Michelle Rhee praises Democrats on education
CHARLOTTE, N.C. — Michelle Rhee, often hailed by conservatives as a leader for reform in education during her stormy tenure as chancellor of the public school system in the District of Columbia, surprised admirers yesterday when she praised President Obama for the Democrats and the party’s federally-based approach to education. Rhee also said she disagrees “100 percent” with Mitt Romney and the Republican Party platform in call for greater local control of public education.
As Human Events once placed Michelle Rhee in a Romney “Dream Cabinet” as secretary of education, we feel that, after this interview, it’s very unlikely to happen.
In an interview with the “Hechinger Report” on Wednesday, Rhee hailed Obama’s federal education approach, citing the “Race to the Top” which grants federal dollars to states that undergo several changes required by the U.S. Department of Education. She also said “(t)here’s a lot of federal funding that there’s no accountability around,” mentioning the Title 1 funding given to schools based on their low-income student enrollment. Congress approved $14.5 billion for Title 1 for the 2012-13 school year.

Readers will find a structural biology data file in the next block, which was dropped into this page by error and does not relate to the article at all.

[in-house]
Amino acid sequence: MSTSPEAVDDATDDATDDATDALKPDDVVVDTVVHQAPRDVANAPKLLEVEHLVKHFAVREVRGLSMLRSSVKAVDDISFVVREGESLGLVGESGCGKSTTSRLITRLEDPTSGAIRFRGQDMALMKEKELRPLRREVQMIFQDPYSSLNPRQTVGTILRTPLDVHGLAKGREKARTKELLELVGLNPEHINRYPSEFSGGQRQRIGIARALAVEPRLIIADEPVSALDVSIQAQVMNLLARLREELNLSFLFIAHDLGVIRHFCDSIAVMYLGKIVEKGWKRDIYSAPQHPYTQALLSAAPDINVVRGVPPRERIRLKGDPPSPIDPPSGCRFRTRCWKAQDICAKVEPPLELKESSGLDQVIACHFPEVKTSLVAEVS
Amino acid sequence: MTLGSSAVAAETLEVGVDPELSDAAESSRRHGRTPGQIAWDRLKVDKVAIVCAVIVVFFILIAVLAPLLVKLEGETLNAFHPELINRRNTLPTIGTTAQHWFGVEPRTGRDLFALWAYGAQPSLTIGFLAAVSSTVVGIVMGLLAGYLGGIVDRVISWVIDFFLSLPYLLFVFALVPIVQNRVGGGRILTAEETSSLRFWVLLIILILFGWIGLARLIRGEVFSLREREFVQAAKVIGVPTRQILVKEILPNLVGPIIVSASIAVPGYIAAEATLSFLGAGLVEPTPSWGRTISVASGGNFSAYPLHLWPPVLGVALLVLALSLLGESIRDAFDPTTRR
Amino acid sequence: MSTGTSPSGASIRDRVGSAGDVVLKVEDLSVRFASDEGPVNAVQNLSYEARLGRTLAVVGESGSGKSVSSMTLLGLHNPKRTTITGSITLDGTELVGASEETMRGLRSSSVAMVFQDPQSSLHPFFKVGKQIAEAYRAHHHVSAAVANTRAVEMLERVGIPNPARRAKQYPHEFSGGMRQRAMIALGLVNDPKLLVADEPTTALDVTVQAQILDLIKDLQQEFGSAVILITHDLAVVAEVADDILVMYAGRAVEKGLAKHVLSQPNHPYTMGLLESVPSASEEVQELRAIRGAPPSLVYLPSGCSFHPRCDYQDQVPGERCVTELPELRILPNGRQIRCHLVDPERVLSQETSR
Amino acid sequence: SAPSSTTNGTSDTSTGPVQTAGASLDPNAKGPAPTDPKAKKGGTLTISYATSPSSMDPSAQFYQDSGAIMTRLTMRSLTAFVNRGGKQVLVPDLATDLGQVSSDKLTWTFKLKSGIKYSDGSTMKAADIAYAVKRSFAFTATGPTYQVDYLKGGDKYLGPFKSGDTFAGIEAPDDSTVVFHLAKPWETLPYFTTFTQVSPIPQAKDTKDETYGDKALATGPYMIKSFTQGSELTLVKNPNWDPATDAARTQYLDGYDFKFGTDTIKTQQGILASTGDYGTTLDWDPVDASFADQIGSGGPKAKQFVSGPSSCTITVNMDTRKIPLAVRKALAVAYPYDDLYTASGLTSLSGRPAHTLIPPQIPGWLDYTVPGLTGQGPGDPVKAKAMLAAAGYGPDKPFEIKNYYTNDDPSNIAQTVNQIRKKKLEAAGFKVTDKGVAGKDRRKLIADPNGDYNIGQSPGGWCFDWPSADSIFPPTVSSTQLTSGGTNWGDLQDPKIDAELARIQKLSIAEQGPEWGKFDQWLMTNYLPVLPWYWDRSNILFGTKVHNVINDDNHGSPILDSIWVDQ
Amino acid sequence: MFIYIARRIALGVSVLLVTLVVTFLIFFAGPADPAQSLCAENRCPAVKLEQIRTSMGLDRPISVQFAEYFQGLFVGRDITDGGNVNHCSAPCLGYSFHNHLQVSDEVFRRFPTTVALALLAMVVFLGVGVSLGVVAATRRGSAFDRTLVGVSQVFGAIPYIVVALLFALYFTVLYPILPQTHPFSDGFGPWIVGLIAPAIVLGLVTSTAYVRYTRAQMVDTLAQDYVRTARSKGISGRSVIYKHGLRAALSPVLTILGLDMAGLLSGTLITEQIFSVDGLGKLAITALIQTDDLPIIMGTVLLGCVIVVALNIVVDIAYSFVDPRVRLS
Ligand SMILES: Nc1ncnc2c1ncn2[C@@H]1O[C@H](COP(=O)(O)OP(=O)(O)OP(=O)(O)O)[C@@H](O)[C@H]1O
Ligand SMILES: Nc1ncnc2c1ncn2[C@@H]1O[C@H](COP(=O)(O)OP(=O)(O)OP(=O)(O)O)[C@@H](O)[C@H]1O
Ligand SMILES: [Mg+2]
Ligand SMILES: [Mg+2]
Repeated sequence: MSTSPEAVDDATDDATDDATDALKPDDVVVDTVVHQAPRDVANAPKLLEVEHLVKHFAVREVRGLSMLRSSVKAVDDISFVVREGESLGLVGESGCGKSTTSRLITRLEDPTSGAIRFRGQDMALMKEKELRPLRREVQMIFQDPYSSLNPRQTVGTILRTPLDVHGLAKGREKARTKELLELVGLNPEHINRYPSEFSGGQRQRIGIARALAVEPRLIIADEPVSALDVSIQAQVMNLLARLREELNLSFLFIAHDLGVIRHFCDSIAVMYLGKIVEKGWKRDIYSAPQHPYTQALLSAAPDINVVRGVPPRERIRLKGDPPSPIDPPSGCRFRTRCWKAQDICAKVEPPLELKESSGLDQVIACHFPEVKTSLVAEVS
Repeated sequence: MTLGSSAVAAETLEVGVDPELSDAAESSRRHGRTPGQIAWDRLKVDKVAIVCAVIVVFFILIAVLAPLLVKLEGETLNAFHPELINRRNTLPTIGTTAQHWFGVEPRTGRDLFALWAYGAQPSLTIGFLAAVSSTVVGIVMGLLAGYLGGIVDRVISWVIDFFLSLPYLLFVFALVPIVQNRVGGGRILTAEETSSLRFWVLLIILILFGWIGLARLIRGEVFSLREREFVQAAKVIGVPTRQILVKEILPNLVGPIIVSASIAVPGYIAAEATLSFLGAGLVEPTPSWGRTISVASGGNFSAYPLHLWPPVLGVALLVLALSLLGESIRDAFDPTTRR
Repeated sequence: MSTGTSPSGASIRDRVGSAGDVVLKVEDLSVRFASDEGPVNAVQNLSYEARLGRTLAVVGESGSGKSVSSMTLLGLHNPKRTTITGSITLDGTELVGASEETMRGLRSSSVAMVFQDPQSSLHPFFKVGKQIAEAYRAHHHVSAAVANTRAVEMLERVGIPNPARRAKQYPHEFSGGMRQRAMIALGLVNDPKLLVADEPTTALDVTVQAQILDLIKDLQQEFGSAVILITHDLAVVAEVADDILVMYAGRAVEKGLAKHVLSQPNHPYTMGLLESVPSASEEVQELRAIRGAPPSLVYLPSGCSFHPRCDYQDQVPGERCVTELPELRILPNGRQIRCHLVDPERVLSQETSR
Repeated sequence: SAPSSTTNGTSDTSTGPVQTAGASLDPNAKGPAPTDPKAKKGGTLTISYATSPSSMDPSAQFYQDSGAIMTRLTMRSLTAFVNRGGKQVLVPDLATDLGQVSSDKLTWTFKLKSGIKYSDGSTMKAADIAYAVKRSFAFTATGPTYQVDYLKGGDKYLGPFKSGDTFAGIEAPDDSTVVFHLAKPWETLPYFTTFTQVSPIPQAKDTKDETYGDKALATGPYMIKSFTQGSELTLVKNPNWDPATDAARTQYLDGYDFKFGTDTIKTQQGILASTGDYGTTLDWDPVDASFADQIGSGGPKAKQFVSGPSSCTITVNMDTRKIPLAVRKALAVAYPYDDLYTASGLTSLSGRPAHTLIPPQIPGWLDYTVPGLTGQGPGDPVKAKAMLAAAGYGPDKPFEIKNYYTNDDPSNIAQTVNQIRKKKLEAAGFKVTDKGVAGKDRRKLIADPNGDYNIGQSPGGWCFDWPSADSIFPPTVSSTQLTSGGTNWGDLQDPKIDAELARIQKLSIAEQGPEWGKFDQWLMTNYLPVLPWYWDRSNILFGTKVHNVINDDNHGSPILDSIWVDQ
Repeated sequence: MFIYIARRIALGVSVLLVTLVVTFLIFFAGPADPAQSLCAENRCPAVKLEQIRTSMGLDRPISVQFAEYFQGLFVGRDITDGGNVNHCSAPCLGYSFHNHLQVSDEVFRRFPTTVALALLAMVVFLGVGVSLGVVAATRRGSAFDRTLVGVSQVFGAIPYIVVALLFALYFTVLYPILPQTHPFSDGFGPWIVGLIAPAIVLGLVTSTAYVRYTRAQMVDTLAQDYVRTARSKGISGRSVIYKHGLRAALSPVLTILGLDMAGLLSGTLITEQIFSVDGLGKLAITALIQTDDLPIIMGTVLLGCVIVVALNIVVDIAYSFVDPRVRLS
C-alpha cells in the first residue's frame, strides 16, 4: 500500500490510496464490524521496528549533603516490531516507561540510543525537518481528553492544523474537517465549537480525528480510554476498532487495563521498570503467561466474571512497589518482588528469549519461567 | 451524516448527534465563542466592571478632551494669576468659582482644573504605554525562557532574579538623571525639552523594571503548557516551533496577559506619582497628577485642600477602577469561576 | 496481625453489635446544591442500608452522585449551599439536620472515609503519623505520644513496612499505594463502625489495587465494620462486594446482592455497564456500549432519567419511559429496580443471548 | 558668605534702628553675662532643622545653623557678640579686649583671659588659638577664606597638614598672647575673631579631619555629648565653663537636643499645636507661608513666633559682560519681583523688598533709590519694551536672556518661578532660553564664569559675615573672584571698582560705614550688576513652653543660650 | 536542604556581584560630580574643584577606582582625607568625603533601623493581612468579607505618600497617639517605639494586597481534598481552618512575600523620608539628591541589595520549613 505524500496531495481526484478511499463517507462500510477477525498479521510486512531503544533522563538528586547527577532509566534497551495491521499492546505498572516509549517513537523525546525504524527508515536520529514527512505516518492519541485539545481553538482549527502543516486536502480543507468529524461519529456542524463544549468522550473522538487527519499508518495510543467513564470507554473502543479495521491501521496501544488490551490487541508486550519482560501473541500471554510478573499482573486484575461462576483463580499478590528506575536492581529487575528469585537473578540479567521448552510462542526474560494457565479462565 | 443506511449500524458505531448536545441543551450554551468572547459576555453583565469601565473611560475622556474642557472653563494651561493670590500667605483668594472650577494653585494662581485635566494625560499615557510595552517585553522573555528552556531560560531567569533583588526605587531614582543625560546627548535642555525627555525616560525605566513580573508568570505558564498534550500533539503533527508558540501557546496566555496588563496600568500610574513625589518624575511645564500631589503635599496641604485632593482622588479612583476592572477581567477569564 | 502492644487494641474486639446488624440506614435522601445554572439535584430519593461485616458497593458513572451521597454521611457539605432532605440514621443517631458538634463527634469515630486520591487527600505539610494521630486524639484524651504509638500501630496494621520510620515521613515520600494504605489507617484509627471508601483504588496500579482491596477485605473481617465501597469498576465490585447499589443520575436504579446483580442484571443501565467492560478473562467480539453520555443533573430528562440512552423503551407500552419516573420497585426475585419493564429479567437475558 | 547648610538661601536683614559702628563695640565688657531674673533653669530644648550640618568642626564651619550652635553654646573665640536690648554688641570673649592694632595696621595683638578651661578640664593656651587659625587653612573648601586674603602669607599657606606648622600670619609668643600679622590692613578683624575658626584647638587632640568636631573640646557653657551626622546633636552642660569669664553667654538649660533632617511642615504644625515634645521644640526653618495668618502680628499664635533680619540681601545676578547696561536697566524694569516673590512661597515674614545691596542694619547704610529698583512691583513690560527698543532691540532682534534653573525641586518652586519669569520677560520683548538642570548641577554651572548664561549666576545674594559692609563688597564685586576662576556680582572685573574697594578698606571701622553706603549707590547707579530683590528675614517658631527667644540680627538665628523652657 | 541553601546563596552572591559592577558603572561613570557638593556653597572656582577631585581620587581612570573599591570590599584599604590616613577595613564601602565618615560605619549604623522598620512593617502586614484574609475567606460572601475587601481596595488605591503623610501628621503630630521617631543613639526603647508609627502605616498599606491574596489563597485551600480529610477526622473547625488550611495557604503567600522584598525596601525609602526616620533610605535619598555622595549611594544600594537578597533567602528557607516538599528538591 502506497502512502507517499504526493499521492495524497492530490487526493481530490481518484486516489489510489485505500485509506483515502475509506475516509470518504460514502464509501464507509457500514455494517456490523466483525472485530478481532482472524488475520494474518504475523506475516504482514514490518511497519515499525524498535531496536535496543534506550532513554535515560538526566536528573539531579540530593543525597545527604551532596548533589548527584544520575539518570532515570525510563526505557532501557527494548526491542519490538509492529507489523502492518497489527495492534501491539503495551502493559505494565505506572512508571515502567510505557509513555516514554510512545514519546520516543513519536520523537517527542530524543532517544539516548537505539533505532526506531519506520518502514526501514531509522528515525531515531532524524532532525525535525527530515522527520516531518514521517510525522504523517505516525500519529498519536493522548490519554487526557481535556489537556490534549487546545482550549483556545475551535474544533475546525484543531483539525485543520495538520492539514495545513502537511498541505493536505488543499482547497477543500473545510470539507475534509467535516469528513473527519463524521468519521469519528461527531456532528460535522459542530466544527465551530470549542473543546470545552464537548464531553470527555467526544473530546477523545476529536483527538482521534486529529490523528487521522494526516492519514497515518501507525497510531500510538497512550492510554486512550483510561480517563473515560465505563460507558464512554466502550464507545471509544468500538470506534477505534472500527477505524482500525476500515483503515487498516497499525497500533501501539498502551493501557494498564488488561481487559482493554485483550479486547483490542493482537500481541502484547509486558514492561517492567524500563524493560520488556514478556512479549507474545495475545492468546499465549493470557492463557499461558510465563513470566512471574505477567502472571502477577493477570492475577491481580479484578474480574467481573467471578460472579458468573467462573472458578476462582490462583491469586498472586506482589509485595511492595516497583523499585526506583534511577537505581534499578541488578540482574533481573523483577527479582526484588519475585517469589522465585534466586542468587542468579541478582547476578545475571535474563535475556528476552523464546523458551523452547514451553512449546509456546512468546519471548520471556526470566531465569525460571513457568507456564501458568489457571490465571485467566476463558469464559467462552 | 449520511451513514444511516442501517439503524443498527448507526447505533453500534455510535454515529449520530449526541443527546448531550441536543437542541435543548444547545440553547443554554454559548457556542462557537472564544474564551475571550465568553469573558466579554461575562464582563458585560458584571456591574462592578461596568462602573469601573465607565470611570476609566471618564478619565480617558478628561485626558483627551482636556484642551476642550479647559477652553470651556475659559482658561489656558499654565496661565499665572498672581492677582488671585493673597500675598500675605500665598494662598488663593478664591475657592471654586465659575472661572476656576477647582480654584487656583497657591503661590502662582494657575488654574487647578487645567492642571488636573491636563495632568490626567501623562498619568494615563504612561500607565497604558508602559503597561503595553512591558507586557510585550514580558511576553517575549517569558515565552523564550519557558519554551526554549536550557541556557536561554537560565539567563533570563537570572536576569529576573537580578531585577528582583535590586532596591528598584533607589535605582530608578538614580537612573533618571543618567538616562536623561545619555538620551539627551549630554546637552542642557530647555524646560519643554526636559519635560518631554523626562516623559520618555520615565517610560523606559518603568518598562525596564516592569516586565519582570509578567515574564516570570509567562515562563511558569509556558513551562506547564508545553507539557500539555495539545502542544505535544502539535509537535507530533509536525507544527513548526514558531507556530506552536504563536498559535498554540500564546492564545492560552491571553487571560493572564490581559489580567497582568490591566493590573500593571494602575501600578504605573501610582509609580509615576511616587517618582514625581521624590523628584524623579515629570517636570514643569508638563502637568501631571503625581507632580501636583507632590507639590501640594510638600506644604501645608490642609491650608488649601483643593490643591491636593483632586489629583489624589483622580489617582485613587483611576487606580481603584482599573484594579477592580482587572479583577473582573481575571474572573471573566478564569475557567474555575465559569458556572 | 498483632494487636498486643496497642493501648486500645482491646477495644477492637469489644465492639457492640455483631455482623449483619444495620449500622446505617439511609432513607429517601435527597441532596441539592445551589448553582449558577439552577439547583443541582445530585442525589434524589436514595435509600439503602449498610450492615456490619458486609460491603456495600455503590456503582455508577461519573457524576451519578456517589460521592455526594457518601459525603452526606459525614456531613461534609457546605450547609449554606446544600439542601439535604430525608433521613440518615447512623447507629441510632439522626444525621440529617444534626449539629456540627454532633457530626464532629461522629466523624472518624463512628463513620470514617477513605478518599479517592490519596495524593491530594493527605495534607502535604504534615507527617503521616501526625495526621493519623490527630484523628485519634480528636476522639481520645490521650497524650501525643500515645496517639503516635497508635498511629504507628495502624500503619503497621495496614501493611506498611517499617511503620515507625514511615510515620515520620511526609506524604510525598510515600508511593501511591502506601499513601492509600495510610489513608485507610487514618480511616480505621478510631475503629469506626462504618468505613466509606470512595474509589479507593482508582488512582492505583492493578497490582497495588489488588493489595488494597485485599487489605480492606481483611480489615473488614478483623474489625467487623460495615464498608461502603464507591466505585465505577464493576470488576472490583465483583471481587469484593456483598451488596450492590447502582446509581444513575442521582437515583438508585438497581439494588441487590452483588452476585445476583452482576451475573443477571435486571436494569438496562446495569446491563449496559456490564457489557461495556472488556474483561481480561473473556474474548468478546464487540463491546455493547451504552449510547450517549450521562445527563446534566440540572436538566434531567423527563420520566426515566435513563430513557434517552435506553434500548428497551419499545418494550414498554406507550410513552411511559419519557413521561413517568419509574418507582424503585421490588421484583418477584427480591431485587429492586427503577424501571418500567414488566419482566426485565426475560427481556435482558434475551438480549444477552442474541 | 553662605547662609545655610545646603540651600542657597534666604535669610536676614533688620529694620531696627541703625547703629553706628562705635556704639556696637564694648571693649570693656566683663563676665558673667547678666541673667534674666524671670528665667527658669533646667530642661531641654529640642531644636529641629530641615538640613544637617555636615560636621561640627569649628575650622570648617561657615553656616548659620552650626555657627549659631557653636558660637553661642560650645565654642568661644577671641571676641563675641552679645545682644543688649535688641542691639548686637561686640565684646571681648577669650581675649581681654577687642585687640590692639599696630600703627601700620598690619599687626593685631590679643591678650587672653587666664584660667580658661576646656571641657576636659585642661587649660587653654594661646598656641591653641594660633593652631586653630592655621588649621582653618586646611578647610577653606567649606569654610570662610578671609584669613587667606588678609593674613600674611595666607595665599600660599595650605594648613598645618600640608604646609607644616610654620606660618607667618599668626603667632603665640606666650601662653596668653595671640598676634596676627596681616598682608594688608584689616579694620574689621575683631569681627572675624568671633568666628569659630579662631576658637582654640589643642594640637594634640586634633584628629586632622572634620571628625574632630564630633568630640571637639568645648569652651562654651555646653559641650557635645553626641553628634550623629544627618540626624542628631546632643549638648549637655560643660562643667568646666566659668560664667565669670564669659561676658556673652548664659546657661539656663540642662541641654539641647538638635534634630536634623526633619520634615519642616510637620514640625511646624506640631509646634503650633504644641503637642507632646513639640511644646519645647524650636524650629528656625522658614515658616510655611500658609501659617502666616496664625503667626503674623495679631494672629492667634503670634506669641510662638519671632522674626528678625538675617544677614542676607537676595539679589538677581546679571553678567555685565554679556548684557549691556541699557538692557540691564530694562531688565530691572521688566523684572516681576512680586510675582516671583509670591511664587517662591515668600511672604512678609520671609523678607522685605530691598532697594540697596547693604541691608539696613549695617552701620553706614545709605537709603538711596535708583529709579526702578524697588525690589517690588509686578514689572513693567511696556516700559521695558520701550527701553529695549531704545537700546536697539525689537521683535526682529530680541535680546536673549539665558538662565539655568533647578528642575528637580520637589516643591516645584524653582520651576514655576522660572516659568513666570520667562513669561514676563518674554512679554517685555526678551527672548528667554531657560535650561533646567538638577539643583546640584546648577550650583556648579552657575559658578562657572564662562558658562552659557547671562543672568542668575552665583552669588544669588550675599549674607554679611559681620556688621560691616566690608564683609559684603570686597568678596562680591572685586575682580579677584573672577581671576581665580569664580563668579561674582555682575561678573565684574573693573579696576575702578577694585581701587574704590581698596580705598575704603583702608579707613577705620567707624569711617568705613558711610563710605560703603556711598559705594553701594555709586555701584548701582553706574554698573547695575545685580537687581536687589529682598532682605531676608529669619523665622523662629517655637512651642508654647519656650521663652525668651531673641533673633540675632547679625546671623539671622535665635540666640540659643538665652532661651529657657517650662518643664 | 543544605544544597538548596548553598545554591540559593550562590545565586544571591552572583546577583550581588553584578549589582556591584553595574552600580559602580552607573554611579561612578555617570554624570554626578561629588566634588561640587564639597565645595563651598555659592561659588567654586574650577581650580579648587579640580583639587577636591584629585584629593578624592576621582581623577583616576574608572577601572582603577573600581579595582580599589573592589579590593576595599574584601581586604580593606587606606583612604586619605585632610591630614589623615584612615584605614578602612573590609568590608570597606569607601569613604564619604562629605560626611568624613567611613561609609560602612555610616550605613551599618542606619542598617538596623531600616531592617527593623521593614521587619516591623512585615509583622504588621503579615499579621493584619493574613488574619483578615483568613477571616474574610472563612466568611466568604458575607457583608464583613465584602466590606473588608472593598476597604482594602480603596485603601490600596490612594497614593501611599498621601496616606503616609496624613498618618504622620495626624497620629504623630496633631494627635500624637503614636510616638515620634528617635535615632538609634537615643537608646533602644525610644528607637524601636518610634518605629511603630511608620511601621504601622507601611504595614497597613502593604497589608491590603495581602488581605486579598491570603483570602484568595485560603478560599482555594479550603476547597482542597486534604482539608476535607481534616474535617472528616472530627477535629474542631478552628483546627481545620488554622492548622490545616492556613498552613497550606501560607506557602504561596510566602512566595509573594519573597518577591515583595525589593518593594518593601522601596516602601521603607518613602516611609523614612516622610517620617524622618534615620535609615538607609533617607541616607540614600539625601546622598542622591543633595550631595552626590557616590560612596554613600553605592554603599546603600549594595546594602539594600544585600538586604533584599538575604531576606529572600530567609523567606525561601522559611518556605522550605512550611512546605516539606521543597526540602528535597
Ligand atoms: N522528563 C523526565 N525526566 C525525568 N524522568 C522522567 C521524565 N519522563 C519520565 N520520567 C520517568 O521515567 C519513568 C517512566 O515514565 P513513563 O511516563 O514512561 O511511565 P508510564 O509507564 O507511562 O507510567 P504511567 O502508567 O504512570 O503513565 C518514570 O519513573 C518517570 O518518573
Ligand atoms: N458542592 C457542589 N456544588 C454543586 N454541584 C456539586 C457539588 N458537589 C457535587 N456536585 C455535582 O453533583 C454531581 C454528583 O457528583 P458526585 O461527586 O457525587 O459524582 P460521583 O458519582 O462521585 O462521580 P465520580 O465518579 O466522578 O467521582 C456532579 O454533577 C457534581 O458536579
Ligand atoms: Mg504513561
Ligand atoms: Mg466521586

Rhee, a target of teachers’ unions while heading the DC school system, also told Hechinger that Democrats will not be as beholden to the unions in the future they don’t have the numbers or pack the political punch they used to.
As she told “Hechinger,” “It’s a new day for the Democratic Party. It’s not a monolith that’s just going to side with the teachers unions come what may.” The former school chancellor went on to point out that the U.S. Conference of Mayors, which is heavily Democratic, unanimously passed resolutions calling for teacher evaluations and the right of parents to take over failing schools — Rhee’s husband, Sacramento, Calif. Mayor Kevin Johnson is chairman of the Resolutions Committee of the Conference.
While Rhee, who is a Democrat, agrees with Romney on school vouchers in some circumstances, she said she disagrees with his call and that of the GOP platform for local control of education “100 percent.”
“We had 14,000 school boards in this country making the decisions for a long time and that is why we ended up where we ended up,” Rhee said, noting that often school boards aren’t composed of educators. “I don’t think local folks know everything.”
“We should not say, well, that kids in Jackson, Miss., should be held accountable to different learning standards to the kids in Beverley Hills to the kids in Worcester, Mass. These children are not going to be competing for jobs against each other. They’re going to be competing for jobs against kids in India and China, and we’re going to have to have a sense of how each of these kids is doing.”